The proposed system constitutes a disaster-in-waiting on a number of grounds.
First, it is a completely new electoral system not backed up by any literature or analysis. Not a single political party, including the majority party, has published an analytical paper explaining the wisdom of the proposed new system.
This is a system that does not exist anywhere in the world – perhaps for good reason. Without any political analysis and without any mathematical analysis, the risk of unintended consequences is very high.
Second, it violates the constitutional requirement of proportional representation.
Votes cast for independent candidates above a certain quota are discarded – removed from the count. Gone is the now long-held strength of our electoral system that “every vote counts”.
Third, it is so complex and complicated that hardly anyone in the political leadership of our country seems to understand it. I have personally spoken to a number of them. Not only are they unable to explain the thinking behind the proposed system, many have no knowledge of it.
It would be safe to assume that most ordinary members of the EFF, the DA and the ANC have not been consulted on the proposed system.
A system shrouded in mystery provides fertile ground for Trump-like claims of being cheated.
Fourth, the principle of one person one vote of equal value is disregarded. A voter can either vote for an independent or vote for a party list. If the voter puts an “X” next to the name of an independent, they get to influence the filling of one seat in Parliament. If the voter votes for a party list, they get to influence the filling of up to 80 seats.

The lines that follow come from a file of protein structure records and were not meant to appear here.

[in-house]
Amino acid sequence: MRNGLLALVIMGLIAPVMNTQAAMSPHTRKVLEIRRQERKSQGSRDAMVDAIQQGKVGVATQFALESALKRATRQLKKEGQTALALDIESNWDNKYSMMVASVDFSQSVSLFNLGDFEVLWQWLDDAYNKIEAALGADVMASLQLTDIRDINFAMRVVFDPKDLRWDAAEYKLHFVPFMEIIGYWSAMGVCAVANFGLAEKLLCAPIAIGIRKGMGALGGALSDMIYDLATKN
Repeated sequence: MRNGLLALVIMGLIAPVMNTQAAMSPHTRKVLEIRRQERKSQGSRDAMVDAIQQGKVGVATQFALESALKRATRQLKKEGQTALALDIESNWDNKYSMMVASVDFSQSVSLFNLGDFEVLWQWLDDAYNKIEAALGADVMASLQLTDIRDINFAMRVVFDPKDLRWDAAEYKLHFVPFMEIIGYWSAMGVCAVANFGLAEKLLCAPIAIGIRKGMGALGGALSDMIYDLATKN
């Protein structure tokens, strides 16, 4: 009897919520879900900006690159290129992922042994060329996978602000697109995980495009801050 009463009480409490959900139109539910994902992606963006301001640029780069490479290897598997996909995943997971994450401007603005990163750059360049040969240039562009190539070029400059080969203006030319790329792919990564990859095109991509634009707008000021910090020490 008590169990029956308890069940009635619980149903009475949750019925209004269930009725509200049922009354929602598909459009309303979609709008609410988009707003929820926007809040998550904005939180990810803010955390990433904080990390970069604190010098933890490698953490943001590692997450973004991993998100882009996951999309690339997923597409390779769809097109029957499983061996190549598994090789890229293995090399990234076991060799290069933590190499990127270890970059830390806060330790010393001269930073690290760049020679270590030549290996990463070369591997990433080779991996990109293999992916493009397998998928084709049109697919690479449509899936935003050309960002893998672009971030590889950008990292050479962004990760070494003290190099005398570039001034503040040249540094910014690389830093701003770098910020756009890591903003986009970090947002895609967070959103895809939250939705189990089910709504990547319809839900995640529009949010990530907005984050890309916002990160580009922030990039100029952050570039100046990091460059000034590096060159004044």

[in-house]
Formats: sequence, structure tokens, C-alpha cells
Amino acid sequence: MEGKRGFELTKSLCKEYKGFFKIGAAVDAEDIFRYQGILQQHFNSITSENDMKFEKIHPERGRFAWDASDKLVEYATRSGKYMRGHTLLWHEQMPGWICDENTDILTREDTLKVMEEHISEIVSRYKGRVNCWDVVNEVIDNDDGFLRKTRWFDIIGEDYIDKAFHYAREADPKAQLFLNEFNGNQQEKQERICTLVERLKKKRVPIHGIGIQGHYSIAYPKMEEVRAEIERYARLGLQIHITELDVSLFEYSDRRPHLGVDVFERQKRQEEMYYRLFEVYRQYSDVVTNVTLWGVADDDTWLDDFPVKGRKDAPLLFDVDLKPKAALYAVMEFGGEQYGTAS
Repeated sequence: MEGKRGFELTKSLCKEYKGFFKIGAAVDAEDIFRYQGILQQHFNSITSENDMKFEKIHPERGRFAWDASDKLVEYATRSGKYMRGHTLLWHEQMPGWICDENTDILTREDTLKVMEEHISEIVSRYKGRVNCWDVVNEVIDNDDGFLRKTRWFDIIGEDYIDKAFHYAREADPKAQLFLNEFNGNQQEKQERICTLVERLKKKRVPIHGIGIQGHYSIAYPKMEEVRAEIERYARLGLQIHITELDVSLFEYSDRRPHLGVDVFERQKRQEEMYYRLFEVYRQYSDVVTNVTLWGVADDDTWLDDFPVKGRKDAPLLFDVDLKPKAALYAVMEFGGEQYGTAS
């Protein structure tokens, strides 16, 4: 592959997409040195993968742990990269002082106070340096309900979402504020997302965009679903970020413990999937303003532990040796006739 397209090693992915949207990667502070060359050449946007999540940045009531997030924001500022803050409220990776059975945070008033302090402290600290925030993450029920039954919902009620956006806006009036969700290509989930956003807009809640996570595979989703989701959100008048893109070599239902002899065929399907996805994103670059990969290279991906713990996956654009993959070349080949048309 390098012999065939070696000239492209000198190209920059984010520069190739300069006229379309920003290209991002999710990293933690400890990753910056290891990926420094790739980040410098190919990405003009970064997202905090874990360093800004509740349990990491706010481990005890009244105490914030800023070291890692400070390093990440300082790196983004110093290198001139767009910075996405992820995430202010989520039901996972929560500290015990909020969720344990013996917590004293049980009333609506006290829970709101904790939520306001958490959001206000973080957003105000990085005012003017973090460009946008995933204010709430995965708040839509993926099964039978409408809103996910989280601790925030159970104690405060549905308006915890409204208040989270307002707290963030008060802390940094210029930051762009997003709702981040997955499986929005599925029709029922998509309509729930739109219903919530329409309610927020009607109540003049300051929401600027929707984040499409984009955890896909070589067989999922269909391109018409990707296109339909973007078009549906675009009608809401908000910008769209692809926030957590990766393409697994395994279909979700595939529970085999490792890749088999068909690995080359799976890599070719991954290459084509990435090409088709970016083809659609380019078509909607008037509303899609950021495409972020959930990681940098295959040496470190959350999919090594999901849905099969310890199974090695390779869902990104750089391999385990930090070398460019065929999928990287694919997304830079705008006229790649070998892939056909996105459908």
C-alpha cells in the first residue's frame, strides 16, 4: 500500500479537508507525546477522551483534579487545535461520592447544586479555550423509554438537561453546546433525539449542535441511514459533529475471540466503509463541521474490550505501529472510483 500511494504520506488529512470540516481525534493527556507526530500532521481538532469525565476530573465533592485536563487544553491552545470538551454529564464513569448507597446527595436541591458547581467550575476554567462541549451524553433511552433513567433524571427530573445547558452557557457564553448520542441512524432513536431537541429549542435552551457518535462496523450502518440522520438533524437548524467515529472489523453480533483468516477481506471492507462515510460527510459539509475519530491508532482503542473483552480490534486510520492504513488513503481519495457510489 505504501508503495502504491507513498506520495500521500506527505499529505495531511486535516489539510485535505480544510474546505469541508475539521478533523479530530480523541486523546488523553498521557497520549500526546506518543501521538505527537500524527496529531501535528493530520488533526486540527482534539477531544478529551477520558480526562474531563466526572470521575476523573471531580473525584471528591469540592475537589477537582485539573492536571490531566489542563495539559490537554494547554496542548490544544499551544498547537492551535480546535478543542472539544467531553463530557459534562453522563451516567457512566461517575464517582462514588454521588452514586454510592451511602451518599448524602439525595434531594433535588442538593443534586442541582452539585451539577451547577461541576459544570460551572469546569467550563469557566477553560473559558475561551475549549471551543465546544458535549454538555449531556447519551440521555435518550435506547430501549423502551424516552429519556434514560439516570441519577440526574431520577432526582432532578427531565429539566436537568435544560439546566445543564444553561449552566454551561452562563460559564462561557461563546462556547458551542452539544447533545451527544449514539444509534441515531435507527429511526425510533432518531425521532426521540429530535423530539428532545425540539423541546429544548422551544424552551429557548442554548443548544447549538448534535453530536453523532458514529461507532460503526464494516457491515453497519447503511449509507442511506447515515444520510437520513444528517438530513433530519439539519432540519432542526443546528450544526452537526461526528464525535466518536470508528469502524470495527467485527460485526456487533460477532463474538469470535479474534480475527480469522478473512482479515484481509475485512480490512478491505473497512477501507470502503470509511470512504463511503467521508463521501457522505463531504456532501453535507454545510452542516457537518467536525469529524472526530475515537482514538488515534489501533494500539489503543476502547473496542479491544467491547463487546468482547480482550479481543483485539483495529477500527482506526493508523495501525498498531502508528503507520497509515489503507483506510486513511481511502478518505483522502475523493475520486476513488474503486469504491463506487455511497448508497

Makes one think of PW Botha’s Tricameral Parliament in which coloureds and Indians were given the vote – but just not one of equal value.
Fifth, in this complex system, the name of every independent candidate from anywhere in the Eastern Cape (as an example), and each political party, will feature on one ballot paper.
If the constituency is to be as large as the province the ballot paper will run to many pages. In the 2021 local government elections there were a total of 11,237 registered candidates in the Eastern Cape. Even if a mere 10% of these run as independents in the national elections there could be more than 1,000 independent candidates in that province.
So, even with fairly stringent requirements for candidates to qualify, the numbers will be large.
Imagine the situation where a voter in the Eastern Cape is confronted with a ballot paper containing 1,200 candidates!
Some proponents of the new system suggest that the number of independent candidates can be reduced by setting extremely onerous requirements for independents to qualify. It has even been suggested that a candidate should be required to collect up to 20,000 signatures. The candidate will have to properly administer this so that the identity of each signatory is positively verifiable in a court if need be.
Only a super-rich candidate will afford the administrative machinery to put this together in all the meticulous detail.
In short, the ordinary candidate will simply be disenfranchised.
A sixth point to make is that when a vacancy occurs, the by-election will have to be in the form of a provincial election. A system that results in frequent provincial elections is, frankly, ridiculous.
The final glaring observation is that the constitutional principle of proportional representation is being abandoned.
All this complexity and obfuscation to feed the mortal fear our political parties have of granting voters even a tiny modicum of any kind of direct representation!
The reference to the system being proposed as “minimalistic” is nothing more than marketing spin. MC/DM